The bengali term for carrier is »Bahak«. Bahak means a life as a day labourer living at the bottom of the social pile. Exploitation and drudgery for minimum pay; dicing with danger in a daily struggle with the Kolkata streets; little or no appreciation for vigorous physical effort, which can all end in total exhaustion. I set up a makeshift studio along the edge of these streets for a few weeks and asked some of these carriers to pause for a moment so that they could be portrayed individually, detached from the constant commotion of the bustling crowd.

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India, Kolkata, 2009

Flying in the face of pronouncements declaring that the arrival of the digital age heralds the imminent end of the era of the printed book, millions of publications are piled up at the printers’ in Kolkata’s university quarter, with more being produced and brought out every day by numerous local publishing houses, both large and small. This special place in Kolkata expresses its knowledge and respect for the cultural value of the printed book in every bookstand, even in the smallest and simplest.

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India, Kochi, 2014 & Austria, Klagenfurt, 2015 (with Johannes Puch)

Children look for secret hiding places, places that offer the possibility of retreating from the world when they want. These are places with their own laws, where intimacy and privacy are allowed, free of rules and other people’s expectations. At some point you take up your place in the world and the hideouts become childhood memories. But sometimes we want these shelters back—the more public our lives are, the more we move in worlds that are strange to us, the less space we have for inner retreat caught up as we are in the demands of daily life.

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Germany, Austria, 2004-2015 (with Karen Weinert)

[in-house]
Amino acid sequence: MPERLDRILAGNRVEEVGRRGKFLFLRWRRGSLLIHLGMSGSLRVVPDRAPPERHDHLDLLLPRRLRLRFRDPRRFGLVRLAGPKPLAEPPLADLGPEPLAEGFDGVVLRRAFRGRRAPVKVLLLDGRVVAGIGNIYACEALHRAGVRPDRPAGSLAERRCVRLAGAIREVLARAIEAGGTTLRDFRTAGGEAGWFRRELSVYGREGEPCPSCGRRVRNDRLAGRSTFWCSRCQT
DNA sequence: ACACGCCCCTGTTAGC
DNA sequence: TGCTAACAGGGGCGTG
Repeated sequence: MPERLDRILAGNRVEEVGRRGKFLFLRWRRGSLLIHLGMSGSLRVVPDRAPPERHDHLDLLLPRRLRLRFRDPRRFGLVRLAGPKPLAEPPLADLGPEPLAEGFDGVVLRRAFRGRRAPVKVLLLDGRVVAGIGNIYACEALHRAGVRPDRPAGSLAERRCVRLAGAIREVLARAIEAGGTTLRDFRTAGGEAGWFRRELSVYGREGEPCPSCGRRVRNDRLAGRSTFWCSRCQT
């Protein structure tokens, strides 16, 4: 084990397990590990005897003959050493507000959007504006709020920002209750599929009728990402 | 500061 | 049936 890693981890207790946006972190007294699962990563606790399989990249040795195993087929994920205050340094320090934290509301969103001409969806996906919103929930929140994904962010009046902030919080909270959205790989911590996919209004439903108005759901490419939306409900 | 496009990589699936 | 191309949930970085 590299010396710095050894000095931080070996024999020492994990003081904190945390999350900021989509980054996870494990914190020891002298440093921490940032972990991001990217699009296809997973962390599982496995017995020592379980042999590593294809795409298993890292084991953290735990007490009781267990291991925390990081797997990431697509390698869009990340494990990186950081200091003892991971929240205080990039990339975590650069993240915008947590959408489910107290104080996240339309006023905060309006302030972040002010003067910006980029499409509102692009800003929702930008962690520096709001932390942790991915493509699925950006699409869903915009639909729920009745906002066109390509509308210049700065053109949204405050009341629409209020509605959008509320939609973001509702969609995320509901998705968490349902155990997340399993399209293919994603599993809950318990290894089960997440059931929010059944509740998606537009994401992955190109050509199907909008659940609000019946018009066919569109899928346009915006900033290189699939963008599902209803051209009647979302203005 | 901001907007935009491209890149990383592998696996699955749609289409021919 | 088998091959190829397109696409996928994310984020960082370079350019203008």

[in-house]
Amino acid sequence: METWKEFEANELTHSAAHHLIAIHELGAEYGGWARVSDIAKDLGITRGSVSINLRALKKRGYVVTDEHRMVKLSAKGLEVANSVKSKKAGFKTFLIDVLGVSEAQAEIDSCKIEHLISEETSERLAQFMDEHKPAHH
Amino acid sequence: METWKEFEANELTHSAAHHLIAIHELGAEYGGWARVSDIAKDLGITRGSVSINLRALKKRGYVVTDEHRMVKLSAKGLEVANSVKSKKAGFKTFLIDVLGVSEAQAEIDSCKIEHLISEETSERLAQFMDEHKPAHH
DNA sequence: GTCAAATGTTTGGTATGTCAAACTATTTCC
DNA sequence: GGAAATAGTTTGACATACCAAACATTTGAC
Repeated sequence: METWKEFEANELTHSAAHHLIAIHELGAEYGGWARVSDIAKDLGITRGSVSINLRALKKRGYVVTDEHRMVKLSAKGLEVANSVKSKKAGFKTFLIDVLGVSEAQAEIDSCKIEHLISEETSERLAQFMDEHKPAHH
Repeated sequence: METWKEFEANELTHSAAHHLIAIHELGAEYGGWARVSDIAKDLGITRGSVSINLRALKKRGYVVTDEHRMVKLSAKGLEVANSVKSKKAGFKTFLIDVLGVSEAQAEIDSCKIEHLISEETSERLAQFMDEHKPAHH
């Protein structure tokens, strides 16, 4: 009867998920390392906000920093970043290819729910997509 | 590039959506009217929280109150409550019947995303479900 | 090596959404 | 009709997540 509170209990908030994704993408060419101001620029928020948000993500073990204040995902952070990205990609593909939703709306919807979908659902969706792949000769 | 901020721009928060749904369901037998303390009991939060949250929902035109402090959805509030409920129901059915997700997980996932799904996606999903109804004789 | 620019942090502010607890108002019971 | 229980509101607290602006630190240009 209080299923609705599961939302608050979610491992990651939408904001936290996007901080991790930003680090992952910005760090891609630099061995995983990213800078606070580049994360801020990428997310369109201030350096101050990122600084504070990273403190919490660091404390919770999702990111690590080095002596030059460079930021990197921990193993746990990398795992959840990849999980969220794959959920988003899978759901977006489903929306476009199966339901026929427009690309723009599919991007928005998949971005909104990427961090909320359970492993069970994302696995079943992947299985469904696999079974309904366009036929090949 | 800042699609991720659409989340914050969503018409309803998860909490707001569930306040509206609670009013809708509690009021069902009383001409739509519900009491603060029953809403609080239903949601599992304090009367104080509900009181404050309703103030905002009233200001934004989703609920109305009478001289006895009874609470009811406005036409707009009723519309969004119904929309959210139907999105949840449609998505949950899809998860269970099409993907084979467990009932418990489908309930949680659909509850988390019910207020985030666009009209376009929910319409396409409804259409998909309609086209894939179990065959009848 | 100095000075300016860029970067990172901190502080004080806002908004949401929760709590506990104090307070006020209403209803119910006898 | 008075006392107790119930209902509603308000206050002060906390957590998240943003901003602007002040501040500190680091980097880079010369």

The photographs from the long-term project »Notes on Absence« show places associated with well-known individuals, which today are open to the public as museums. What’s left when nothing’s left? Moving the contents out of these workrooms and living spaces creates an empty space that directs the viewer’s gaze towards ‘points of uncertainty’, raising questions about loss and permanence in the contemporary world and the place of posterity within it.

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Germany, 2004 (with Karen Weinert)

The photographic work »terra incognita« shows five views of period high-rise buildings in Dresden and Leipzig, and ostensibly follows the formal criteria of serial photography, as characterized by the Becher-School. Upon closer examination, however, we notice a violation of this modus operandi. Appeals were made to the residents of the buildings to participate and campaigns were carried out, the results of which can be seen on the house facades.

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WHH 17

Germany, 2004 (with Karen Weinert)

The work »WHH17« consists of twelve photographs of the inside of a high-rise building. The title is the name of a type of building, a prefabricated concrete slab building from GDR times. The photos show empty rooms, which constitute the living space and kitchen area. In GDR times, when these buildings were new, they were highly sought after, but since German reunification they have been increasingly characterized by a sense of vacancy. Individual clues to the previous tenants can still be found in the empty flats, which are clearly identifiable as East German new builds from the 1980s, not least because of their standardized glass cabinets [Hellerauer Glasvirtrinen], which was highly typical of the period.

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DDR_museale Ansichten_Bohnhof-Anja


Germany, 2003-07